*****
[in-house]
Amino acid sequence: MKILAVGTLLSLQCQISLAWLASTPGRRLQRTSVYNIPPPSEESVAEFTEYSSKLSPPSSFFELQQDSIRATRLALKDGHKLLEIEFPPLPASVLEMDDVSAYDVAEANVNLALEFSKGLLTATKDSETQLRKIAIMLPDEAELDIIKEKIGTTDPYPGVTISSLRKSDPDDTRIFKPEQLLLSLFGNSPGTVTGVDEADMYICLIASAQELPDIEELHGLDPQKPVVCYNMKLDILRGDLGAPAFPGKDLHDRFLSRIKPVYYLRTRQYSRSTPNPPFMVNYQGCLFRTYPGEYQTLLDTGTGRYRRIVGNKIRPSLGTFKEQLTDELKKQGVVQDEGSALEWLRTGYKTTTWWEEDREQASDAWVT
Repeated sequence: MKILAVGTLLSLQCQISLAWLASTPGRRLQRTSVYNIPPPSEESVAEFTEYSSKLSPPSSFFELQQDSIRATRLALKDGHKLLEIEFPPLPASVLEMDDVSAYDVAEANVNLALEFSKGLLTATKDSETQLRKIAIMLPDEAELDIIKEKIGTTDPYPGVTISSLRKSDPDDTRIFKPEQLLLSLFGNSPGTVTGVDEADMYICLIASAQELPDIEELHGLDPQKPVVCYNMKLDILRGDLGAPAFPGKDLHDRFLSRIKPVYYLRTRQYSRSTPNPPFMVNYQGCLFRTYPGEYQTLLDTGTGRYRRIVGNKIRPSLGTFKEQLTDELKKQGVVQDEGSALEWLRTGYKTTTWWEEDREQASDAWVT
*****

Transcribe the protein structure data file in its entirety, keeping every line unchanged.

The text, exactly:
[in-house]
Amino acid sequence: MKILAVGTLLSLQCQISLAWLASTPGRRLQRTSVYNIPPPSEESVAEFTEYSSKLSPPSSFFELQQDSIRATRLALKDGHKLLEIEFPPLPASVLEMDDVSAYDVAEANVNLALEFSKGLLTATKDSETQLRKIAIMLPDEAELDIIKEKIGTTDPYPGVTISSLRKSDPDDTRIFKPEQLLLSLFGNSPGTVTGVDEADMYICLIASAQELPDIEELHGLDPQKPVVCYNMKLDILRGDLGAPAFPGKDLHDRFLSRIKPVYYLRTRQYSRSTPNPPFMVNYQGCLFRTYPGEYQTLLDTGTGRYRRIVGNKIRPSLGTFKEQLTDELKKQGVVQDEGSALEWLRTGYKTTTWWEEDREQASDAWVT
Repeated sequence: MKILAVGTLLSLQCQISLAWLASTPGRRLQRTSVYNIPPPSEESVAEFTEYSSKLSPPSSFFELQQDSIRATRLALKDGHKLLEIEFPPLPASVLEMDDVSAYDVAEANVNLALEFSKGLLTATKDSETQLRKIAIMLPDEAELDIIKEKIGTTDPYPGVTISSLRKSDPDDTRIFKPEQLLLSLFGNSPGTVTGVDEADMYICLIASAQELPDIEELHGLDPQKPVVCYNMKLDILRGDLGAPAFPGKDLHDRFLSRIKPVYYLRTRQYSRSTPNPPFMVNYQGCLFRTYPGEYQTLLDTGTGRYRRIVGNKIRPSLGTFKEQLTDELKKQGVVQDEGSALEWLRTGYKTTTWWEEDREQASDAWVT